Investing in Retail Land: trends we like, trends we hate

Retail investors really get the thin end of the investment wedge. In general, they buy last year’s best performing asset class which then turns sour, or they ignore this year’s ‘dog’ investment which subsequently has its ‘day’. In my experience, the only time I have seen the retail investor outmanoeuvre the institutional professionals was when the Japanese started buying High Yield and Emerging Market debt in early 2009. But that was the exception rather than the rule.

Worse, however, are the fees the retail investor gets charged, the ‘products’ (as opposed to investments) they are pushed into and the ‘churn’ their trusted advisers recommend in order to extract even more fees on top of the fees that they are already paying. With interest rates at or near zero, the poor little retail investor is finding it hard to squeeze out a positive return after all the fees and charges, while bearing all the investment risk.

Fortunately, the market is changing and the retail investor is facing a more favourable investment market…mostly. Accordingly, let me highlight two trends we like and one that we absolutely hate…

1. We LIKE fee based advice. Curiously, Asian retail investors are reluctant to pay for investment advice but are quite content to suffer 4-5% investment fees that are ultimately embedded in the structures and funds that they wind up using. Avoiding a $5,000 advisory fee while paying $50,000 in product fees on a $1m portfolio just seems stupid. The practice of not charging for advice, while receiving kickbacks and trails from fund houses and wrap providers ,has all but been stamped out in the UK and Australia. Finally, truly independent fee based advisory services are coming to Asia, and Singapore in particular.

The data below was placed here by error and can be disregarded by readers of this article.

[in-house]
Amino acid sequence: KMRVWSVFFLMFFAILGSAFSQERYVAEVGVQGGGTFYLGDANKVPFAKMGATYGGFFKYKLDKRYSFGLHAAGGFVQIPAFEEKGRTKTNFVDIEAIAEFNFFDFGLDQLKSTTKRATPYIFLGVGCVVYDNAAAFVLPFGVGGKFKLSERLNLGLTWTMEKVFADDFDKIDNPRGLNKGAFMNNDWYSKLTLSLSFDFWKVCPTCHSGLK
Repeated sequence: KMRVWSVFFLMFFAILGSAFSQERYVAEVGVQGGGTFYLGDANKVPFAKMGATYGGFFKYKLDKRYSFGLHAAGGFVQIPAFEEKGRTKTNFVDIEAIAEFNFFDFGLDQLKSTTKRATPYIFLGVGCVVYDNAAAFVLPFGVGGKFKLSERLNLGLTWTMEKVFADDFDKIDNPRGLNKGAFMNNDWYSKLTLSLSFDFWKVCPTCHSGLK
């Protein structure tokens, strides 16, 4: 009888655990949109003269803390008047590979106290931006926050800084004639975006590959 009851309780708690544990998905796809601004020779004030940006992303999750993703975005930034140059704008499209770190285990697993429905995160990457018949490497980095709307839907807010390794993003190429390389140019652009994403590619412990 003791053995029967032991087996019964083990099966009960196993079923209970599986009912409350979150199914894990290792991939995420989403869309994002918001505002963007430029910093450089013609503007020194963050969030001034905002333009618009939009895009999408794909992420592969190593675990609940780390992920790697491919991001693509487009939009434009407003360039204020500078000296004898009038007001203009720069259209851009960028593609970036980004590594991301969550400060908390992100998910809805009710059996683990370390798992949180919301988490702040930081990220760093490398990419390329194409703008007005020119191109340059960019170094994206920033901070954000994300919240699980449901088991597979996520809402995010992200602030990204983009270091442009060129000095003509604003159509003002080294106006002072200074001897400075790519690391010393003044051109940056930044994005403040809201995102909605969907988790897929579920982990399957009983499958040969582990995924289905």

2. We LIKE Robo. Robo conjures up images of robotic car assembly plants in Japan, where faceless machines run 24/7 replicating the vehicle manufacturing process without human intervention. High quality, low cost. Robo investing, in truth, is not anything new from the investment point of view. The breakthrough is the distribution technology which substitutes the salesperson with a web-based subscription service. The investment portfolios turn out to be pretty close to those that a large institution would hold, though without the ‘alpha’ kicker and with a higher fee base. But the big innovation is the low cost ETF holdings which cut fees from the 4-5% range down to 1% or less. Less fees is more for the retail investor.

3 We HATE high frequency ‘product’. Rumour has it that some brainstrust in a large retail bank has proposed offering their clients ‘product of the day’ and even ‘product of the hour’, inspired by a cross between the Groupon and High Frequency Trading phenomena. Oh dear, where do I start?…Investing is a long term enterprise where patience is rewarded and low turnover saves transaction costs. Investing is a disciplined skill, not a ‘product’ that you might miss if you don’t get in quick. Encouraging portfolio churn is costly and, well, unethical, and, well, probably in breach of fiduciary duty. As for High Frequency Trading, it only makes money if you are on the right side of the bid-ask spread, which retail investors are not. Surely, moreover, there is a limit to the number of investment products that can be offered? This high frequency investment product idea is just wrong!